"Hans Van Meegeren managed to sell his own fakes to the Germans in the Second World War and was accused of selling national treasures to the enemy."
Everyone turned towards Ruben and Benigni signaled for him to continue.
"Meegeren painted the works of Johannes Vermeer, a Dutch painter of the seventeenth century. He specialized in genre paintings, or in other words he managed to represent the light in everyday life. Vermeer only painted about 35 paintings in his life and supported his family by working as an art dealer. Therefore it was not difficult to attribute paintings to the great Dutch artist. Meegeren painted a few paintings in that style and sold them to Field Marshal Goering who was passing through Holland. He was then accused of selling national treasures and thrown into jail. At the trial he had to paint an "authentic" Vermeer in court. He did so and was jailed again for being a forger."
Benigni's guests started applauding and Ruben laughed and bowed like a real artist under the approving look of the host. Among the guests were Goran Milkovich and his crew. They were the people who delivered the works of art to Benigni, which he sold for a large amount of money. Goran himself had grown up all over Europe. His father was the same Montenegrin guy who had done business with the maestro years earlier. Young Goran had listened to his father and had helped take care of his mother and little sister. People were usually scared when they met him for the first time and his crew did not dare contradict him. He was a huge man with bright eyes and a mysterious charm in his smile, which came rarely due to the huge stomach he had acquired over the years. He was about forty already, never married but he had at least three kids by three different women. He loved his sons and, what was shocking to him, adored his daughter.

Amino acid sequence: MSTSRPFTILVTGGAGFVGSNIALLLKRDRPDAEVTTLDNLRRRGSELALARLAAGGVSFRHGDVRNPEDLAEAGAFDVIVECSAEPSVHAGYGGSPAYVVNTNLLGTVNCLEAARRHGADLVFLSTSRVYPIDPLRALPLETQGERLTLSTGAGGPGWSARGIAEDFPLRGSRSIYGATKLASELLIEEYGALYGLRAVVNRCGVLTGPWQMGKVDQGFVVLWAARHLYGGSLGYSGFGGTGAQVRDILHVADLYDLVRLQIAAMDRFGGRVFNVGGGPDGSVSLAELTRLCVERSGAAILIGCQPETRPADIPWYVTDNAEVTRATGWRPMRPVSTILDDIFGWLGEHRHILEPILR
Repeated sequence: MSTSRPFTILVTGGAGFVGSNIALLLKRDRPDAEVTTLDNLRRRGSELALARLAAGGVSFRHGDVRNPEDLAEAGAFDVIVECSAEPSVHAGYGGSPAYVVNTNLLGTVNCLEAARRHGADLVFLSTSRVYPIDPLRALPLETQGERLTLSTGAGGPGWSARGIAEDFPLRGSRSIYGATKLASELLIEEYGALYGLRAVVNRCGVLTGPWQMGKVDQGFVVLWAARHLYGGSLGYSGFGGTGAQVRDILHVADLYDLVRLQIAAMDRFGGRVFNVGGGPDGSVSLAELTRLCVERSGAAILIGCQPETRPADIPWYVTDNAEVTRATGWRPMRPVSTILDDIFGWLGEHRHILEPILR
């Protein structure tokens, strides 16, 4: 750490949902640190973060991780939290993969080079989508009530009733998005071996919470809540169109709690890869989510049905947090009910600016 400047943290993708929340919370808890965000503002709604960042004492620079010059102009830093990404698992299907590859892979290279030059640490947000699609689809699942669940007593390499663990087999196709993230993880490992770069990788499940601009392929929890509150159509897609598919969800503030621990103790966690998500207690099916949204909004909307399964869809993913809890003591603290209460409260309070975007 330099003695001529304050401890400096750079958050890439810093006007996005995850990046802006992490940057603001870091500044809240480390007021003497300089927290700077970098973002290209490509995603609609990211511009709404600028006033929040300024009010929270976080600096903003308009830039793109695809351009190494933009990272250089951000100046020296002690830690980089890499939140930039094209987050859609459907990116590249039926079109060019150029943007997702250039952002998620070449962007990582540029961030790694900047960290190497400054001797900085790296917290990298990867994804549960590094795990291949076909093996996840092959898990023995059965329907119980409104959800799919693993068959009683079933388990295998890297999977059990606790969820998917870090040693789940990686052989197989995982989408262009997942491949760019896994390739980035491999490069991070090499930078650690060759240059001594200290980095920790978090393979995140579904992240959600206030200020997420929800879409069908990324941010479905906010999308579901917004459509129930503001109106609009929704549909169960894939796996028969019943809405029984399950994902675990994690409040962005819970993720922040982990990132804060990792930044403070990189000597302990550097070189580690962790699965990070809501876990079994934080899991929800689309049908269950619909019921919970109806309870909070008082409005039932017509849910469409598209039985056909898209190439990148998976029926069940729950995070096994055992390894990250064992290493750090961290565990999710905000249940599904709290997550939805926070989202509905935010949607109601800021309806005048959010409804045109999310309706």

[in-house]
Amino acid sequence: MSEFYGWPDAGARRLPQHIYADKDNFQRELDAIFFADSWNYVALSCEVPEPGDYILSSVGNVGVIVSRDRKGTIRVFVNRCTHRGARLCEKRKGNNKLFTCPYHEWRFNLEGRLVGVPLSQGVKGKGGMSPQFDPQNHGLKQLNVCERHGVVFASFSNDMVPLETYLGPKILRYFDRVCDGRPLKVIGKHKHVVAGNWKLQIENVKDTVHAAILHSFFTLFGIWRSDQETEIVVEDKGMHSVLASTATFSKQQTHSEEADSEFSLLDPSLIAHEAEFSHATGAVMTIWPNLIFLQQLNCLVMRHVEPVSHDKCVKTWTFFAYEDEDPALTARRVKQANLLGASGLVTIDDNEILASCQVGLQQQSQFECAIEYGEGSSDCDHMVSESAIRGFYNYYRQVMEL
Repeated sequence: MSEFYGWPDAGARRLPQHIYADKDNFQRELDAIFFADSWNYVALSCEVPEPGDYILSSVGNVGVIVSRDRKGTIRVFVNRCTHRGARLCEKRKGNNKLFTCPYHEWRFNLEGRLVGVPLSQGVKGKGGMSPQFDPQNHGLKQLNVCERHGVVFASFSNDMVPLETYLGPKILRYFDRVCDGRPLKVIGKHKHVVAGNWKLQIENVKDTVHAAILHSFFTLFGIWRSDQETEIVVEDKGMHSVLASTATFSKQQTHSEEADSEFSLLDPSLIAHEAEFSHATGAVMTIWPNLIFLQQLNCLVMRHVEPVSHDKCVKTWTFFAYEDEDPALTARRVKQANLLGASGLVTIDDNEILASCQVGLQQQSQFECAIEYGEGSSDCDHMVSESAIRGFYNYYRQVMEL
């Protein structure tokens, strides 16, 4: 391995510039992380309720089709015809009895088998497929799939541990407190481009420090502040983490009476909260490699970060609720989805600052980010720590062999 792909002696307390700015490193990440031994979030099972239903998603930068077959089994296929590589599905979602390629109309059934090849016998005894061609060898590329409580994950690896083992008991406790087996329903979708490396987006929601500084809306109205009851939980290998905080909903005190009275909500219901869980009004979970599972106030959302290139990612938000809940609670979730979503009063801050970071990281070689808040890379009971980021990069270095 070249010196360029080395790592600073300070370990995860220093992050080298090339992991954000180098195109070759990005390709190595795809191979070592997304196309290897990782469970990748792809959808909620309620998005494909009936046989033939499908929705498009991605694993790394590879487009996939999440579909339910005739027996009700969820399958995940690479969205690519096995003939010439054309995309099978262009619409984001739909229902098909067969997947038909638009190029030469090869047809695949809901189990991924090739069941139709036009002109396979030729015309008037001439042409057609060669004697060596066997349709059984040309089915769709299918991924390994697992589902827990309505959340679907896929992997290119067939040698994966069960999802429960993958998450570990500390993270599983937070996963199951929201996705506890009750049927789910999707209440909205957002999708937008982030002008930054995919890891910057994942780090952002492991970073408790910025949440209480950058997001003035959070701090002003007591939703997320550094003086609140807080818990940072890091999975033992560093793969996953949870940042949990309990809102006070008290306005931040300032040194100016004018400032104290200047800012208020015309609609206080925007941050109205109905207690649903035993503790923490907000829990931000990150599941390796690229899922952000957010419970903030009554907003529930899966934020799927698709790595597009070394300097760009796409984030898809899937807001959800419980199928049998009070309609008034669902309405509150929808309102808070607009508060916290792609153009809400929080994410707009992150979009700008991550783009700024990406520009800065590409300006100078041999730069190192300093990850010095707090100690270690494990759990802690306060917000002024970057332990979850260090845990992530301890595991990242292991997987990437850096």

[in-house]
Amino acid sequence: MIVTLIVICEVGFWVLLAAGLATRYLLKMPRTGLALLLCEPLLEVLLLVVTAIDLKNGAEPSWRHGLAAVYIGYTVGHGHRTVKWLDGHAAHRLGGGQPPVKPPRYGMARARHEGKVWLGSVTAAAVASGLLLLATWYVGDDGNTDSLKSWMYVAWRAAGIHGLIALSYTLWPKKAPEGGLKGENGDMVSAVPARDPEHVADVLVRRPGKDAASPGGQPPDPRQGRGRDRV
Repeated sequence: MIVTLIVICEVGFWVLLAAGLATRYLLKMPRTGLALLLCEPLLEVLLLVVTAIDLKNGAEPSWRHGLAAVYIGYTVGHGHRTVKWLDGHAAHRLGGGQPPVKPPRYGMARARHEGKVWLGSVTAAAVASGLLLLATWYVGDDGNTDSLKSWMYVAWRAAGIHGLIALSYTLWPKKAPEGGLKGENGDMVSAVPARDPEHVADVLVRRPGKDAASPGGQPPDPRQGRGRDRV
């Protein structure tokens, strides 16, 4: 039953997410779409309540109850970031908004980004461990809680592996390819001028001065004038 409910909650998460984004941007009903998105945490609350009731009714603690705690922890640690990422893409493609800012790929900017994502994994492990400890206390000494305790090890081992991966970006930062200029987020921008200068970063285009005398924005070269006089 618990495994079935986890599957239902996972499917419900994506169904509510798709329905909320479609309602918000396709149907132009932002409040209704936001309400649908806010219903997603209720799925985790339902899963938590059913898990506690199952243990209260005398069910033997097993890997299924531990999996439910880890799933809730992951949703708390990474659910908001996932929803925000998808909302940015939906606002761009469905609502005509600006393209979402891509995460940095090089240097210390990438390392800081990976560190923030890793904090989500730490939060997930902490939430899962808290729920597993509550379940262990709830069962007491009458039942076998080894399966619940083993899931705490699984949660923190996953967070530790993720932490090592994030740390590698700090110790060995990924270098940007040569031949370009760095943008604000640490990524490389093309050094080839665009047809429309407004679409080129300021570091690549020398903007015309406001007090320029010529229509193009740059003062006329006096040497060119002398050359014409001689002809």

"His crew consists of a few Bulgarians as well," James added with a smile, and I was really "proud" of that.
His right-hand man was Boris Nikolov, who was very loyal to him but had two main problems – alcohol and women. Like most men, in fact, but with Boris it was a more serious issue. He came from a small town in Bulgaria that he had left fifteen years before to move to London, where he still spent a lot of time without speaking English. The lack of language ability did not help Boris develop a normal career and he spent quite a while collecting glasses in various bars. Some of the things he had notoriously said in English to his boss included "I'm so fuck you…very sick…cannot come to work yesterday…" Soon after Boris was captivated by a creature of the opposite sex. Her name was Radmila, she was Russian and a prostitute. In just a couple of weeks, Boris was so in love that he popped the question and the dashing bride, thinking this was her chance to get out of the business, said yes. Her position in society was now different and she embraced it. She was still unemployed but she went full on into her husband's night job, where she drank a lot. She was jealous, possessive and, well, quite crazy, as it turned out to her husband-of-a-few-weeks' surprise. After Radmila cut his hand with a knife in what initially seemed to be a suicide attempt, she then tried to burn him alive and eventually he filed for divorce. A few months later he was engaged to a nineteen-year-old Bulgarian waitress. In order to support his new wife, Boris decided to work for Goran when he met him five years before.